Recognizing Reasons and Conclusions in Arguments Cue Words Signaling Reasons since in view of for because in the first place as shown by first, second … as indicated by inferred from given that may be derived from assuming that Cue Words Signaling Conclusions therefore then thus it follows that hence thereby showing so demonstrates that (which) shows that allows us to infer (which) proves that suggests that implies that you see that points to
Evaluating Arguments To construct good arguments, you must be skilled at identifying and evaluating the components of arguments presented by others. • To evaluate an argument, you must address two primary questions: • How true are the reasons being offered to support the conclusion? • To what extent do the reasons support the conclusion, claim, or thesis? • When an argument includes true reasons and a valid structure, the argument is considered sound. • When an argument has false reasons or an invalid structure, however, the argument is considered unsound.
Evaluating Arguments Forms of Argument Two major thinking methods — deduction and induction — provide the foundations for most arguments. In a deductive argument, one reasons from premises that are known or assumed to be true to a conclusion that necessarily follows from these premises. Example Reason/premise: All persons are mortal. Reason/premise: Socrates is a person. Conclusion: Therefore, Socrates is mortal.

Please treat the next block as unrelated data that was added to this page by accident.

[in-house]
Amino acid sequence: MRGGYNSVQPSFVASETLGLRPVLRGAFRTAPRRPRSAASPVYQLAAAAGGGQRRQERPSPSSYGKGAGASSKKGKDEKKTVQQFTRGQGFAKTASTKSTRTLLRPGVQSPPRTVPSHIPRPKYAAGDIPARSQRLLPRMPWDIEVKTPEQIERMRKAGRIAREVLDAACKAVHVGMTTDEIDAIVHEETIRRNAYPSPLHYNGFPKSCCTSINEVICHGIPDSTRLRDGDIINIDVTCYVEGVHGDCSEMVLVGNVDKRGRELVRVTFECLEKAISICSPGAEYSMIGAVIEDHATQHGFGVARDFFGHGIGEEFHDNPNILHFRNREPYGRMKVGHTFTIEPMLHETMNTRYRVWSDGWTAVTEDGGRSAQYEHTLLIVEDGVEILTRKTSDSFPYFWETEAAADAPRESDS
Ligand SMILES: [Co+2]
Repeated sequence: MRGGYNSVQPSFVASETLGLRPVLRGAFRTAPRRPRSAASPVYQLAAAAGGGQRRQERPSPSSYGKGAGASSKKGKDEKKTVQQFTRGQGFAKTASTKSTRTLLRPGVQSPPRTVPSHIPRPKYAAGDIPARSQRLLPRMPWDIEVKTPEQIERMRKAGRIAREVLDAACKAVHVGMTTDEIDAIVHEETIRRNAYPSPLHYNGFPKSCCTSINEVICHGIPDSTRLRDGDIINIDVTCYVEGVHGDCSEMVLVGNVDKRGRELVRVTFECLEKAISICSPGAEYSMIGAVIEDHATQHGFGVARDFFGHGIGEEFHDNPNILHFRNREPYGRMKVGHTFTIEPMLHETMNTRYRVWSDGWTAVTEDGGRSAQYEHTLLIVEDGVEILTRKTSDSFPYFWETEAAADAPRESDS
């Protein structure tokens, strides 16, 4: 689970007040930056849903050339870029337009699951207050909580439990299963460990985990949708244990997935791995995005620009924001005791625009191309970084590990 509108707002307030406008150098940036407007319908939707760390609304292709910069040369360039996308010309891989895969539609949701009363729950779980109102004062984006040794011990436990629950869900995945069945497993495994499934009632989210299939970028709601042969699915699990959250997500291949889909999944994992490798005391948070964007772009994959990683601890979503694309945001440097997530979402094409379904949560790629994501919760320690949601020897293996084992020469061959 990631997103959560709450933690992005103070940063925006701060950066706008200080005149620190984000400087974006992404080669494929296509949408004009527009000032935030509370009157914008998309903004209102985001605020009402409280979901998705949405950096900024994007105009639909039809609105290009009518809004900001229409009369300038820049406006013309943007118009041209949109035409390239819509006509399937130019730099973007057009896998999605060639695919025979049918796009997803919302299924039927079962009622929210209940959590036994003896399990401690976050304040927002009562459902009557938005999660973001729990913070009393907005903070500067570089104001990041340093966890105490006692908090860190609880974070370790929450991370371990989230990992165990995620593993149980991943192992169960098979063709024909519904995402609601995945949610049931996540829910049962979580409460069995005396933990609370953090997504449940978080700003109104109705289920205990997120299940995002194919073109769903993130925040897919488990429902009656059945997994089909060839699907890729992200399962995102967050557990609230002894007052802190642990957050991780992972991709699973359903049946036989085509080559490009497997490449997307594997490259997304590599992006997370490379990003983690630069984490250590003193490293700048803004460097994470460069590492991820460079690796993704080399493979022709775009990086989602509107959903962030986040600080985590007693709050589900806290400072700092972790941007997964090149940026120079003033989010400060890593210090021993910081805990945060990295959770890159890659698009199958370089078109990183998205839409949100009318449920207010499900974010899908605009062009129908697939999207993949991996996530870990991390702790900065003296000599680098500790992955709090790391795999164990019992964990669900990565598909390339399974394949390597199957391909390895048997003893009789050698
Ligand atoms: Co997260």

Evaluating Arguments In an inductive argument, your premises, instances, or data provide evidence that makes it more or less probable (but not certain) that the conclusion is true. Example Premise (data): Recent surveys correlating level of education and income showed an average difference of $830,000 in lifetime earnings between those with higher and lower levels of education. Conclusion: We can predict that most people with a college degree will earn an average of $830,000 more in lifetime earnings than people without college degrees.